The criminal justice system is sabotaging longitudinal clinical medical studies. At some point in the years-long research process, prisons begin plucking black male subjects away, making it impossible for scientists to do any follow-up on their well-being.
Currently, federal regulations limit the participation of the incarcerated in medical research. It's a vestigial restriction from 1978 meant to curb "decades of unethical research in correctional institutions."
Long-term studies often shed subjects due to lack of follow-up, but Yale University School of Medicine researchers recently vetted the enrollment numbers of 14 major National Heart, Lung, and Blood Institute studies (with more than 72,000 participants) and found that "high rates of incarceration of black men may have accounted for up to 65 percent of the loss to follow-up among black men in these studies."
Their study, published in Health Affairs, suggests that the disproportionate incarceration of black men is eviscerating the statistical validity of the results, which, in many cases, are used to gauge health disparities among the black community.
If a significant proportion of black male participants are lost to follow-up, much of the necessary statistical power is lost for that group. For instance, in a [Coronary Artery Risk Development in Young Adults] study exploring the association between hostility and coronary artery calcification at year fifteen, researchers were unable to explore race-specific analyses because of statistical power issues. In addition, the disproportionate loss to follow-up of black male participants raises concerns about the precision of researchers’ estimates. If data are not missing completely at random, results may be biased.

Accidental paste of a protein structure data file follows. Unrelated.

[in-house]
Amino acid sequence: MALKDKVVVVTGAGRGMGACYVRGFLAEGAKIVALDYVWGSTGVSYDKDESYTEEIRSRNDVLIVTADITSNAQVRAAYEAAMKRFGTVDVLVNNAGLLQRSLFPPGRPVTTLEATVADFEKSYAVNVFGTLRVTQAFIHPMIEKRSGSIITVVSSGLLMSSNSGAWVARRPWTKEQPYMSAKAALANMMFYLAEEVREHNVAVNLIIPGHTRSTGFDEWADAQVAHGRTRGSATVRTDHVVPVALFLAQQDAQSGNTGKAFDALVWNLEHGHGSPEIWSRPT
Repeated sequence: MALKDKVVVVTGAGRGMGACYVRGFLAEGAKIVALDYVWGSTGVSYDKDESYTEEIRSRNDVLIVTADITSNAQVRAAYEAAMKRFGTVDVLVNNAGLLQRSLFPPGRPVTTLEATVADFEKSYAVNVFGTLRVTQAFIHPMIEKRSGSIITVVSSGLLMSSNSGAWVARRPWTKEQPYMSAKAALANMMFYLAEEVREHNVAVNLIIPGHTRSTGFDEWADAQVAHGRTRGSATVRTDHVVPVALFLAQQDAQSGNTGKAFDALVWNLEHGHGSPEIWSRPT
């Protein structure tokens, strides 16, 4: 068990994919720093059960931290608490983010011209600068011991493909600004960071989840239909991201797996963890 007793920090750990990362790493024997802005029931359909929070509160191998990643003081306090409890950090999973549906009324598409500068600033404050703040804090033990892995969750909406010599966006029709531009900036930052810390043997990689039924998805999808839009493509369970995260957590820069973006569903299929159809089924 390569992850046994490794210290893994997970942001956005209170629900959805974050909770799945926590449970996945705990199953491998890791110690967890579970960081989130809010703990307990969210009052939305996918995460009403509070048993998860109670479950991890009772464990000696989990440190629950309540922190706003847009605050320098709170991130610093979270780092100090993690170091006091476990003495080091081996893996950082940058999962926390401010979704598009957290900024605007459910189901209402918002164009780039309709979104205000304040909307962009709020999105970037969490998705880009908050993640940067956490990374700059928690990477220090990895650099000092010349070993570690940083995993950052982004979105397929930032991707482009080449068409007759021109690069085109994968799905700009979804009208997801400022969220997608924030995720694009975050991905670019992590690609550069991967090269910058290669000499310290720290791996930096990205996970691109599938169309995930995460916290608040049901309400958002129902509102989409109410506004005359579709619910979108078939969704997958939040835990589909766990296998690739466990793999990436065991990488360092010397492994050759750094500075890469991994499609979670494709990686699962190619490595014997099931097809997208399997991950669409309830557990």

The likely high association between imprisonment and being lost to follow-up in these studies may yield underpowered and biased estimates for black men. Furthermore, participants who are incarcerated are more likely to be sick than are participants who have never been incarcerated. This difference increases the likelihood that disease rates and progression of disease in blacks and black-white disparities will be under-estimated.
So, to review, researchers hoping to get a better sense of health disparities are being confounded by a criminal justice disparity, which, in turn, produces an informational disparity. This kind of cascading effect is structural inequality rendered in full relief.
The scientists suggest changing federal research rules to provide easier access to subjects who start out as free men and then are imprisoned as the study progresses. "The loosening of this regulation would permit studies, including those in our analyses, to follow participants into correctional facilities without first obtaining approval from the Office of Human Research Protections," the researchers write.
That, or we could stop pursuing low-level drug crimes and dismantle the prison-industrial complex.